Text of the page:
Above-standard long-term review of steel trail hardtails by American cult brand Surly. A playful bike made for exploring distant singletracks.
If there’s one thing a bike test can be called as long-term, it’s clearly this test of my Karate. I’m starting my third season with it this year. In all that time, this bike has been through a lot. And it suffered a lot. But each time, it carried me without hesitation through everything I put in front of it. Actually, it’s probably not even a test as much as an ode to my most-used bike. So if you’re after regular independent journalism, you probably won’t find it here.
I can’t forgive myself for making an opening foray into history, because rehashing the timeless and visionary approach of the Surly Intergalactic universe’s best bicycle company is never enough. The first Karate Monkey frame set appeared in the Surly catalogue back in 2002. KM thus began to write the history of the 29er wheels and became one of the handful of first produced “29ers.” It was also one of the first bikes to appear on our site. The model underwent a major change in 2016. Damn, has it really been that long? This year saw a complete redesign of KM and the bike we know today.
First, the frame. As an enthusiastic user of toilet paper imprinted with “Carbon Fiber,” I am quite clear on the chosen material. The new KM was given a whole new set of CrMo 4130 Natch tubes with a larger diameter than was customary for Surly. Also, one gem in the form of a conical frame top tube. The oddballs of Minneapolis probably figured that to make the frame tough enough, it would be good to have it forged by a bunch of drunken dwarfs somewhere underground in Minnesota. The weight of the frame is not too far from Thor’s hammer. On the other hand, I have to say, it fills one with the certainty and confidence that even from a possible collision with a bear, one will ride away victorious.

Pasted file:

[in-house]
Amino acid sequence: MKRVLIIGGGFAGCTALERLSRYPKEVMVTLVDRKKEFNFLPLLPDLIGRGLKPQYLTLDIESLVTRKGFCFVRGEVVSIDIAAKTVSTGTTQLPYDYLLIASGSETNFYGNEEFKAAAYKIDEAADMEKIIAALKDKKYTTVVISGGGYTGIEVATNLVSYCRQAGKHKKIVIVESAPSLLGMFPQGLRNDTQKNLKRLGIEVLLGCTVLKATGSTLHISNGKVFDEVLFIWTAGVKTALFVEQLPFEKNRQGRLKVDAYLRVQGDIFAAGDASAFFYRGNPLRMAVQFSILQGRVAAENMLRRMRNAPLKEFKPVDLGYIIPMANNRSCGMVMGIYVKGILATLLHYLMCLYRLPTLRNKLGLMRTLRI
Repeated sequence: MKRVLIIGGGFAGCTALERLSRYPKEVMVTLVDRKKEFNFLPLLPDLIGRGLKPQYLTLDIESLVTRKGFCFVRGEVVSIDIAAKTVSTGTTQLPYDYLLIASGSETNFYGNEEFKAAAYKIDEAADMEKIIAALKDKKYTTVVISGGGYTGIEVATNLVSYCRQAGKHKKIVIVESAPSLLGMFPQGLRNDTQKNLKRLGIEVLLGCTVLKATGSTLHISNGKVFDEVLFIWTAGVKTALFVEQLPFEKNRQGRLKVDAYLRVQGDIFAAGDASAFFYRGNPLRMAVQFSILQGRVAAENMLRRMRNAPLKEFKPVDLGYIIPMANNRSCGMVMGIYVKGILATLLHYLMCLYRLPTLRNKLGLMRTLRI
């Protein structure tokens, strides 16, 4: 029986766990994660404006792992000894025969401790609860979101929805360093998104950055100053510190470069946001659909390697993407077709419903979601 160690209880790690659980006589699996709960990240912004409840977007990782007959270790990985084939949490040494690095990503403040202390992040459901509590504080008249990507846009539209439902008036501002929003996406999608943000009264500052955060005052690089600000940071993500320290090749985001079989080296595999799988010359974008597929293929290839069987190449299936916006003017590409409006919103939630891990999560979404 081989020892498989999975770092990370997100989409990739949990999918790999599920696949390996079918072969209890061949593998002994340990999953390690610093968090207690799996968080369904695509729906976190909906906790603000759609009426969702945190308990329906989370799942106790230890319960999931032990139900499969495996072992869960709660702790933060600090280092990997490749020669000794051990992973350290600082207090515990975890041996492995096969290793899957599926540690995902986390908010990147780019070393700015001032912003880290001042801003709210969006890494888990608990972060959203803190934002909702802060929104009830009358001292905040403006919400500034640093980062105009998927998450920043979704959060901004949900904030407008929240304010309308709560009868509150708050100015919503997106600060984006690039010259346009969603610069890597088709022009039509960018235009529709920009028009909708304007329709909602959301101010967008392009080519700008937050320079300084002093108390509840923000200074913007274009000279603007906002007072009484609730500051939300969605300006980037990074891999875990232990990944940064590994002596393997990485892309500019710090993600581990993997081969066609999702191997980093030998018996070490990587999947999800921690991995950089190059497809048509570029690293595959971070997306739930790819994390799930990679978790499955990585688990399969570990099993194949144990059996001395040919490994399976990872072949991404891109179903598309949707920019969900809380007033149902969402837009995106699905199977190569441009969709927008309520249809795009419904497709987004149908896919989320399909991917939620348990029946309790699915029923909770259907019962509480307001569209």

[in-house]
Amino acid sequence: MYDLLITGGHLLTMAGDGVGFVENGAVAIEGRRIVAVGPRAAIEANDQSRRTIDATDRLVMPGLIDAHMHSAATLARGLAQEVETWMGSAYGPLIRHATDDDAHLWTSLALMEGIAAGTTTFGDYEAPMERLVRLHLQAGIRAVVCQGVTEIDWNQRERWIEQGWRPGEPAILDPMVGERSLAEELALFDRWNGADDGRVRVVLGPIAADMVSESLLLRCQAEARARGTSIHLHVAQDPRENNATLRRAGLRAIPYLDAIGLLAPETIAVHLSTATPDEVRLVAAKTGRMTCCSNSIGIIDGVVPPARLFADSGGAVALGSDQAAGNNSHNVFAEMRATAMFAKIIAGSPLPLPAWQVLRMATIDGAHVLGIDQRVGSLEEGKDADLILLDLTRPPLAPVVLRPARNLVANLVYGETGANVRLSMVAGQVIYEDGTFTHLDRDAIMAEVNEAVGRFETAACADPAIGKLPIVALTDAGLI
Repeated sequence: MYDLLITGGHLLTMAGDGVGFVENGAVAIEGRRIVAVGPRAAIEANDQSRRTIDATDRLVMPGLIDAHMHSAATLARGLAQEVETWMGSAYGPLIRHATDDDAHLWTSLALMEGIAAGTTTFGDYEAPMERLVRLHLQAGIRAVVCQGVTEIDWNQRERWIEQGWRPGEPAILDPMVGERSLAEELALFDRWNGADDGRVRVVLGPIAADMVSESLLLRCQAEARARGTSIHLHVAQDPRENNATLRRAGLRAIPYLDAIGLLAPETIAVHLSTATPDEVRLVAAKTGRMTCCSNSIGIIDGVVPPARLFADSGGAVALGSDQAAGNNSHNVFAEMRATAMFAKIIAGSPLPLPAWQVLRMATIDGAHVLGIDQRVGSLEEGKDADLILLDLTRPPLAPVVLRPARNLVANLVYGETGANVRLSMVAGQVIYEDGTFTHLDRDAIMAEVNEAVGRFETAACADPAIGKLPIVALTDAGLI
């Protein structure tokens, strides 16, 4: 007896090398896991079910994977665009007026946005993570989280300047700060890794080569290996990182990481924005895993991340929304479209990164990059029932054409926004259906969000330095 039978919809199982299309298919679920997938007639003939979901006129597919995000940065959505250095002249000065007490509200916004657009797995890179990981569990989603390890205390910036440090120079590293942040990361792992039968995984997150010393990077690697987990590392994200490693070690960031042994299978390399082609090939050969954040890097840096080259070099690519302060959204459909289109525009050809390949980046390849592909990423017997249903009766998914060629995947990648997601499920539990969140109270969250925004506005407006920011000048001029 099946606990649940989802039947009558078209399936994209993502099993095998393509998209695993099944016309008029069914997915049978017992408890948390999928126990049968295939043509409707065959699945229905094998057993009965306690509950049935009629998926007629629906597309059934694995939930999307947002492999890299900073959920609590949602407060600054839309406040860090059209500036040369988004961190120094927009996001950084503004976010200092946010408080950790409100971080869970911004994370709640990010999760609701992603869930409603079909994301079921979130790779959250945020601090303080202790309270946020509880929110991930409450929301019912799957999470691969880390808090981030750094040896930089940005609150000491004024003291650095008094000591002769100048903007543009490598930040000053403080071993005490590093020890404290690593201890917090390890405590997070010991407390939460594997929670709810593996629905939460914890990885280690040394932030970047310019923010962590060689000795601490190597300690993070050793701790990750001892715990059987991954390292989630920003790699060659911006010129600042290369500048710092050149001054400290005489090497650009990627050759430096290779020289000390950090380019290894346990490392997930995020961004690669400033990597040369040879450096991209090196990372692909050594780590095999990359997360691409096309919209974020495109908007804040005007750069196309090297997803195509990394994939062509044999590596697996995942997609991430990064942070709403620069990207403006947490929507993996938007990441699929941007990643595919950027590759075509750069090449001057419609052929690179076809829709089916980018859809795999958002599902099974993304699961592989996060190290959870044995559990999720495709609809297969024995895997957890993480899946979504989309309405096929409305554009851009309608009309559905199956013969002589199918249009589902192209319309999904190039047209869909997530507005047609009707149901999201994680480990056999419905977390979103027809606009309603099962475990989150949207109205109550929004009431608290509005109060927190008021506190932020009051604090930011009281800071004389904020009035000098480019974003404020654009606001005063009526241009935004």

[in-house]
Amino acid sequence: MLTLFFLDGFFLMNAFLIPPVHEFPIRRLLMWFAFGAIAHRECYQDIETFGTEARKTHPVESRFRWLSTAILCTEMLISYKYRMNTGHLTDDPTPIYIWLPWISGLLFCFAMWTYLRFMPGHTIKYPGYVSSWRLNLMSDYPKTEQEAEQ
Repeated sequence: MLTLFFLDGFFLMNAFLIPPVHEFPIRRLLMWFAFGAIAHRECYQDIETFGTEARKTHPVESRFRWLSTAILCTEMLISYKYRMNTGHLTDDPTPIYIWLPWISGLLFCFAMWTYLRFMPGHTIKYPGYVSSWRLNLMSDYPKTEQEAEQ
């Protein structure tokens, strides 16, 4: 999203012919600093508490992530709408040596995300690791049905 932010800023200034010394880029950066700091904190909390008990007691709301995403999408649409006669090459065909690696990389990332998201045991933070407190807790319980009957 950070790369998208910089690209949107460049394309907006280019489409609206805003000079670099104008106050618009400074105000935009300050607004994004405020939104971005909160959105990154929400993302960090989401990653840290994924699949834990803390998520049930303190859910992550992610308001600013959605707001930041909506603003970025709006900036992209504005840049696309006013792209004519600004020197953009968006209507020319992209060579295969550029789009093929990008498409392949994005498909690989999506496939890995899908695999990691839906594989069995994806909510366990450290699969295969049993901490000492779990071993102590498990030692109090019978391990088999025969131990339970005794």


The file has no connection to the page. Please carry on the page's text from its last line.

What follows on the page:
The wheel size has become a major change. As is customary with Surly, the frame accommodates a wide range of wheels and tyres, but the new KM took the wheels 27.5+ as its own. However, the declared throughput is at 29×2.5. I’m confident there’ll be room for a wider one. I’d like an Enduro 2.6 there. The original rear spacing is called Gnot-Boost. By design, this means the bead span is 145mm. In practice, this means that you can easily get both a 148mm Boost Hub and an earlier 142mm, well and, using Surly adapters, a good old-fashioned fastener. The front steel fork has 110mm for Boost. The back flat beads still allow for conversion to singlespeed because that’s the bottom line. Because of this, the axis is not screwed directly into the frame, but tightened with a sliding cap with a 6mm screw. The fixed axes are therefore a bit false. I’m fine with this solution. It’s a very simple and universal Surly-style travel system.
The geometry of the frame corresponds exactly to what I would describe as “trailpacking.” The Karate Monkey has the perfectly balanced geometry of a playful trail bike, which can also travel very comfortably over long distances. The angles are set to still allow driving with a rigid fork. But you can also use a 140mm suspension fork. The pleasantly but not overly short rear structure, as well as the long upper frame tube and lower centre of gravity make KM a playful trailbike. But at the same time, the frame triangle remained large enough to provide solid cargo capacity. And, as befits a bikepacking bike, mounting points for carriers, fenders and bottles are numerous on both the frame and the rigid fork. If you like to frolic on geometric tables, I’d rather direct you here, where you’ll come into your own.